Bend’s location in the high desert has made it an incubator for athletes to train for the Winter Olympics.
Bend’s proximity to a world-class mountain with an extended season has made it a hotbed for competitive as well as recreational skiers. And while there is no magic formula for producing Olympians, let alone the next Shaun White or Lindsey Vonn, the Bend ski community led by Mount Bachelor Sports Education Foundation (MBSEF) has been developing and refining its athlete development model for more than half a century.
If the 2017/2018 season is any indication, Bend continues to be a breeding ground for elite snowsports athletes hoping to make their own Olympic mark. Quality ski terrain is a key factor in what attracts, and cultivates, aspiring skiers and snowboarders. “We have a world-class mountain,” said Nils Eriksson, the Swedish-born alpine director of MBSEF, who is approaching thirty years of coaching for the junior development program. “We have terrain well suited to learning the ‘touch’ of the snow.”
Among the 600 youth enrolled in MBSEF programs this winter, some thirty are full-time athletes that train on the mountain five days each week. Many in this select group have dreams of competing on the world’s biggest stage. MBSEF executive director John Schiemer said that every year a small number of young athletes in their program move seasonally to Bend for the opportunity to be close to the mountain and to hone their skills with expert coaches and other top athletes.
Teegan Lowe, a 17-year-old alpine racer, made the decision with her family last year to relocate from Monroe, Washington to Bend for the ski season. With hopes of one day competing in the Olympics, she knew she needed to leave home.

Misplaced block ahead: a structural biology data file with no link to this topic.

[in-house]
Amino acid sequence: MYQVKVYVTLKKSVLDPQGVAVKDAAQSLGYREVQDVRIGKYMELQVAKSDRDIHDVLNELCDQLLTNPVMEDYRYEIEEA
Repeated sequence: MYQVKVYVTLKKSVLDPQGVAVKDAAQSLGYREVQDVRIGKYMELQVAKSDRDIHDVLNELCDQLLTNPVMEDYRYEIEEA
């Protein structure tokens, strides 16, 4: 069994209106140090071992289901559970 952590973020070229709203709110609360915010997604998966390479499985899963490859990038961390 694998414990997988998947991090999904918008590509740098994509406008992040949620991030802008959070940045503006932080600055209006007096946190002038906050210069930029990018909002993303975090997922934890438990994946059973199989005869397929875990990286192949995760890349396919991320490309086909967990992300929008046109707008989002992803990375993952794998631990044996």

“The amazing coaching staff [at MBSEF] and the ability to train even more days is something I decided would hopefully enable me to move to the next level as a competitor,” said Teegan, a ski racer since she was five who is now in her second season with the program. “It ended up being one of the best decisions my parents and I have ever made.”
While Bend is not home to any current Olympians in the Nordic events, there are Bend-based athletes still vying for the last remaining spots on the Men’s Nordic Team. Dakota Blackhorse-von Jess, a world-class sprinter and former junior national champion, narrowly missed qualifying for Sochi in 2014 and is attempting to qualify for 2018 at National Finals in January. Bend Endurance Academy teammate Akeo Maifeld-Carucci is another elite men’s Nordic competitor skiing down to the qualifying wire.
Even for Nordic skiers based elsewhere in the United States, Bend and Mt. Bachelor are virtually household names. Nearly all of the members of the Canadian Olympic teams, including biathlon and Nordic combined, trained at Mt. Bachelor some time in the last year.
“Mt. Bachelor is as good as it gets anywhere in the world in the spring,” said Justin Wadsworth, who lived and trained during the run-up to his three Olympic appearances. “I’d safely say that there’s no better place to cross-country ski train that time of year.”
After he retired from racing, Wadsworth would go on to hold head coaching positions with the U.S. and Canadian cross-country ski teams, both of which he brought to Mt. Bachelor for annual spring training camps.
Now living in Canmore, Alberta with his wife, Olympic gold-medal winning Nordic skier Beckie Scott, Wadsworth said variety in Bend is a key benefit that develops stronger and healthier athletes.
“Cross-country skiers do a lot of roller skiing and running,” he said. “The roads in Bend are amazing, and obviously the trails for running and biking. Those are all aspects that were really ideal for Beckie and me when we lived there.”
But at the end of the day, one of the reasons Bend lays claim to a reputation as an incubator for elite athletes is the proverbial rising tide. In other words, elite athletes beget more elite athletes.
“It’s super important to have people to motivate you,” said Dave Cieslowski, a former national level Nordic skier and current head coach of the U.S. Nordic Combined team. “Whether you’re a high-level racer, or an up-and-comer, to be able to train and compete against those people elevates everyone.”